A recommendation to limit “non-essential” or “elective” surgical procedures has been made by the U.S. Surgeon General. While the American Hospital Association has responded to this recommendation by noting it is important for doctors and hospitals to be able to make decisions about prioritized care independently, many hospitals including some hospitals for children have already announced their intention to comply. All health care professionals need to adopt strategies that will allow them to conserve PPE as much as possible, including veterinarians. Veterinary medicine is part of the overall health care umbrella we have in the United States. The AVMA recently stated that veterinary practices can and should defer elective procedures to preserve medical supplies when circumstances call for that but also must be able to provide medically necessary care.
For the purpose of these recommendations a non-emergency (“elective” or “non-essential”) surgical procedure is one that is not urgently required in order to maintain the health of the patient. Most spays and neuters, even pre-adoption, are non-emergency procedures.
Conservation of PPE is not the only reason to defer non-emergency surgeries. Either currently or in the next several weeks it is expected that shelters will experience:
- Reduced staffing in shelters as staff and volunteers become ill or need to quarantine. If the number of animals in shelters does not also decrease dramatically a crisis of care may develop with insufficient capacity and supplies to care for the animals in the shelter.
- Continued need for veterinary care for animals with reduced veterinary capacity
- Scarcity of medical equipment and supplies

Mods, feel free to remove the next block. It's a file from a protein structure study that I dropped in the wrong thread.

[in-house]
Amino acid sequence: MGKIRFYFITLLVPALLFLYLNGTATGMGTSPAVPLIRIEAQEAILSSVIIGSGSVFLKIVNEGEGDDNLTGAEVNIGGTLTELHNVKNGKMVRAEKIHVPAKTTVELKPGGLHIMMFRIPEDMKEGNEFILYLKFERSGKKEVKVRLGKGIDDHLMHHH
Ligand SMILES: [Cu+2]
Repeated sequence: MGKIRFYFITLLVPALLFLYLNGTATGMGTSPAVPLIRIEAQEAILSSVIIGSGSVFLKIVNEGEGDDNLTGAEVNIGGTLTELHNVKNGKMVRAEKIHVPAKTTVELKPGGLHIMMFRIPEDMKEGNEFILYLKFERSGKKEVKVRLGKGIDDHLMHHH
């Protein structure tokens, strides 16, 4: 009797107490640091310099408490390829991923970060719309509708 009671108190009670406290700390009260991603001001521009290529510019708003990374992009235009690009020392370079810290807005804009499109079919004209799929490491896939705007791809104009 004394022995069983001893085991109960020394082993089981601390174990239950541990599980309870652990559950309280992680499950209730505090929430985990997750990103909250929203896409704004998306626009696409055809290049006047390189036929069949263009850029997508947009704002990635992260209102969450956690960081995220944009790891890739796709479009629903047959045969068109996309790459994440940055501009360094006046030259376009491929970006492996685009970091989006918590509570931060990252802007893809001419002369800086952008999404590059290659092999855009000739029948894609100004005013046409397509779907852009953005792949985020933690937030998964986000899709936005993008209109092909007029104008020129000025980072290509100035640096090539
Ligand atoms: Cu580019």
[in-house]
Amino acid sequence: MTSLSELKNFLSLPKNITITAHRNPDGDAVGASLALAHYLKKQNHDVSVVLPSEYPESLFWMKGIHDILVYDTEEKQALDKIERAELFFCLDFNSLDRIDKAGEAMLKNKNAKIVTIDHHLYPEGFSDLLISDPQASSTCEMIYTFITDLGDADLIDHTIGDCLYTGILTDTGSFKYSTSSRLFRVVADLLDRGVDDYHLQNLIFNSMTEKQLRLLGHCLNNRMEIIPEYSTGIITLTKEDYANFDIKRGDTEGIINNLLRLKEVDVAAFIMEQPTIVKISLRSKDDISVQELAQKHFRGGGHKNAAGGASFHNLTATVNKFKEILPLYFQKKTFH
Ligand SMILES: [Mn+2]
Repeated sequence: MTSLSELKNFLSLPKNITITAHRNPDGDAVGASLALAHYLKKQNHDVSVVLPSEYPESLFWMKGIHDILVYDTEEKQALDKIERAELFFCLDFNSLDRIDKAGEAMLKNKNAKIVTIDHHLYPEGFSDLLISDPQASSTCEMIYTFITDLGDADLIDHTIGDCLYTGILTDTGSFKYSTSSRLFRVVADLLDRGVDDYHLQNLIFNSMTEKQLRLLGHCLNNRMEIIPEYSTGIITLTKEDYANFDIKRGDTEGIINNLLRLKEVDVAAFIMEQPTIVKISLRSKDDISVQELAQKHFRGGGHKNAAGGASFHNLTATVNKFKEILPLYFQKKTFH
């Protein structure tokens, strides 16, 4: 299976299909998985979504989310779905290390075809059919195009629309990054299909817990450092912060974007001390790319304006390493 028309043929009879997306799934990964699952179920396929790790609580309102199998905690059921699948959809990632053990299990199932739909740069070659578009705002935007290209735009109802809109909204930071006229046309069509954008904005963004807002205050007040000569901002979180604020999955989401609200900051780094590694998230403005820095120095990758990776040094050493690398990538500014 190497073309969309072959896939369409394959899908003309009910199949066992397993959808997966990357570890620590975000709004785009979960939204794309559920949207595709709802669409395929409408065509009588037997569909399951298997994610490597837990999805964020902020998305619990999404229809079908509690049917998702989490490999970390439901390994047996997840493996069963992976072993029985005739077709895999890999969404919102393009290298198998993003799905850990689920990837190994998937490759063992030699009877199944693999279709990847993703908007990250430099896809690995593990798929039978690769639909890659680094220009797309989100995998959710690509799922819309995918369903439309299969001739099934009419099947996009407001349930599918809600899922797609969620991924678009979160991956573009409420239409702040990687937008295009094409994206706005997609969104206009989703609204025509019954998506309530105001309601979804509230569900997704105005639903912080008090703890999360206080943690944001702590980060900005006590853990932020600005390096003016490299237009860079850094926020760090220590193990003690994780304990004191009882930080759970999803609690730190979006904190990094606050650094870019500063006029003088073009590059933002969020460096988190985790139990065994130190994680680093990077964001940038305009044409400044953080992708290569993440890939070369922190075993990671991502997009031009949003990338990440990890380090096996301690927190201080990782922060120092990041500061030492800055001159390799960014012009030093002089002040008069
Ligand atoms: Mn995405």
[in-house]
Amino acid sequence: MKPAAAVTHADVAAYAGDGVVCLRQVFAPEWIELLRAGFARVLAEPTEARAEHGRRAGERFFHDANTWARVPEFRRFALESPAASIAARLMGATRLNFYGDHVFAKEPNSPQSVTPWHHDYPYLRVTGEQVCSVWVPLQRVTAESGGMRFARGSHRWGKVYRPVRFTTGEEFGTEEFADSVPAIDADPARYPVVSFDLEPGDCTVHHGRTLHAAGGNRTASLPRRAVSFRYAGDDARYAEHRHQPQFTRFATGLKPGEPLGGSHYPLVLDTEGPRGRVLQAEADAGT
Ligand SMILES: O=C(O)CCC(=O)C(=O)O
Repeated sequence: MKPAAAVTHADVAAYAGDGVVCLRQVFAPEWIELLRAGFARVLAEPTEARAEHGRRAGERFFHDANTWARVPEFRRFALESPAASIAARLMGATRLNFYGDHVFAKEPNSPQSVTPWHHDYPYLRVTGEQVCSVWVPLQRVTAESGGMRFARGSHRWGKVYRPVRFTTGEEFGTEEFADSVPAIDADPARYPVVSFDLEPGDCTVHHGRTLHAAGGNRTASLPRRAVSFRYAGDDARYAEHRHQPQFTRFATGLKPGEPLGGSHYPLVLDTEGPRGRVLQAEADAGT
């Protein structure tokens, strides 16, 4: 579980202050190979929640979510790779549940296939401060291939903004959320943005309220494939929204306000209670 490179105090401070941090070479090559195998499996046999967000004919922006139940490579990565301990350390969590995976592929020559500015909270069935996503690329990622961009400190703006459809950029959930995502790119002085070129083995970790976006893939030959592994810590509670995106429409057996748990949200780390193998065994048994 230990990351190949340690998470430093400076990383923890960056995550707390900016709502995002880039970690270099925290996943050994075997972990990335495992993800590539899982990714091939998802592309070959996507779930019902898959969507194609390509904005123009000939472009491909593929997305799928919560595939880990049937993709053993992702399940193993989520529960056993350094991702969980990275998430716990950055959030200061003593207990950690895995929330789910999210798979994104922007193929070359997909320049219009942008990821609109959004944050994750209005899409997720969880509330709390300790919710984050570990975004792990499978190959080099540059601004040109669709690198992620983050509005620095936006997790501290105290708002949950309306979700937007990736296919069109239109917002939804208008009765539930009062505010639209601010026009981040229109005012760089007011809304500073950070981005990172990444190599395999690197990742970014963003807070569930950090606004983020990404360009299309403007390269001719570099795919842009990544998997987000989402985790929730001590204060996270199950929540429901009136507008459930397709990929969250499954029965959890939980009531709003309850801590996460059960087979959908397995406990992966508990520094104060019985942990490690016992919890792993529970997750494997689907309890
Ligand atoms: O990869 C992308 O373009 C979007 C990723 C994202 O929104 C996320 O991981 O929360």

- Need to limit contact between people in an effort to reduce human exposure
Given the current pandemic, in an effort to reduce resource use, workload, and the potential for human exposure, shelters and spay-neuter clinics should make decisions about which spay-neuter surgeries and other procedures are non-emergency procedures and discontinue those that could be deferred. The simplest pathway to continuing adoptions and other placements while deferring those surgeries may vary by organization. Adopting with vouchers to return for surgery when the pandemic has resolved or utilizing foster to adoption programs where laws require surgery prior to adoption, will help to avert adding animal welfare crises to the current human crisis by keeping animals moving through the shelter. Euthanasia should not be utilized as an alternative to releasing animals to adopters/foster unsterilized. For some animals, spay or neuter surgery prior to adoption or foster may be deemed essential either to encourage placement, support the human-animal bond, or be in the best interest of the animal (eg. pyometra).